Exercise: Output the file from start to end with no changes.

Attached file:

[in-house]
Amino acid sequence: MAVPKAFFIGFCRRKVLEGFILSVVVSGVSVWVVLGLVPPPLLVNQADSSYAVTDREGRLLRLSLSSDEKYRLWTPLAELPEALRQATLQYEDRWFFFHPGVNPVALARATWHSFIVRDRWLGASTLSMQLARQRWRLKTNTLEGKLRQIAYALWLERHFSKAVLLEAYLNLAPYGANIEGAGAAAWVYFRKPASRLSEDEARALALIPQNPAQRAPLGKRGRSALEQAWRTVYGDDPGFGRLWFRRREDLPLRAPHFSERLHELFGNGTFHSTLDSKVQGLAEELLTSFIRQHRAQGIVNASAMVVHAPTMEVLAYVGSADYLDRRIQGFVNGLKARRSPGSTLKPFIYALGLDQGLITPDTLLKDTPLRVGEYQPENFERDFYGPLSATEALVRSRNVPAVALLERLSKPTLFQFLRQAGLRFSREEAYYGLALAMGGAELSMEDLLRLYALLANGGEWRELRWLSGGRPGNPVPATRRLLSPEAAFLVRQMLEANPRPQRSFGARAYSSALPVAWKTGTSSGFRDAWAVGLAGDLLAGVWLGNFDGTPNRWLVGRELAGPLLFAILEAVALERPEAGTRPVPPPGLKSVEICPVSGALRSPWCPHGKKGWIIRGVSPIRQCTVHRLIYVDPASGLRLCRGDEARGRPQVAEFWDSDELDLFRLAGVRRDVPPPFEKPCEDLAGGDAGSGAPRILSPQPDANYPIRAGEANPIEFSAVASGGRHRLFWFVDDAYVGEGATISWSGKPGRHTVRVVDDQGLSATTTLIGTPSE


[in-house]
Amino acid sequence: MAVPKAFFIGFCRRKVLEGFILSVVVSGVSVWVVLGLVPPPLLVNQADSSYAVTDREGRLLRLSLSSDEKYRLWTPLAELPEALRQATLQYEDRWFFFHPGVNPVALARATWHSFIVRDRWLGASTLSMQLARQRWRLKTNTLEGKLRQIAYALWLERHFSKAVLLEAYLNLAPYGANIEGAGAAAWVYFRKPASRLSEDEARALALIPQNPAQRAPLGKRGRSALEQAWRTVYGDDPGFGRLWFRRREDLPLRAPHFSERLHELFGNGTFHSTLDSKVQGLAEELLTSFIRQHRAQGIVNASAMVVHAPTMEVLAYVGSADYLDRRIQGFVNGLKARRSPGSTLKPFIYALGLDQGLITPDTLLKDTPLRVGEYQPENFERDFYGPLSATEALVRSRNVPAVALLERLSKPTLFQFLRQAGLRFSREEAYYGLALAMGGAELSMEDLLRLYALLANGGEWRELRWLSGGRPGNPVPATRRLLSPEAAFLVRQMLEANPRPQRSFGARAYSSALPVAWKTGTSSGFRDAWAVGLAGDLLAGVWLGNFDGTPNRWLVGRELAGPLLFAILEAVALERPEAGTRPVPPPGLKSVEICPVSGALRSPWCPHGKKGWIIRGVSPIRQCTVHRLIYVDPASGLRLCRGDEARGRPQVAEFWDSDELDLFRLAGVRRDVPPPFEKPCEDLAGGDAGSGAPRILSPQPDANYPIRAGEANPIEFSAVASGGRHRLFWFVDDAYVGEGATISWSGKPGRHTVRVVDDQGLSATTTLIGTPSE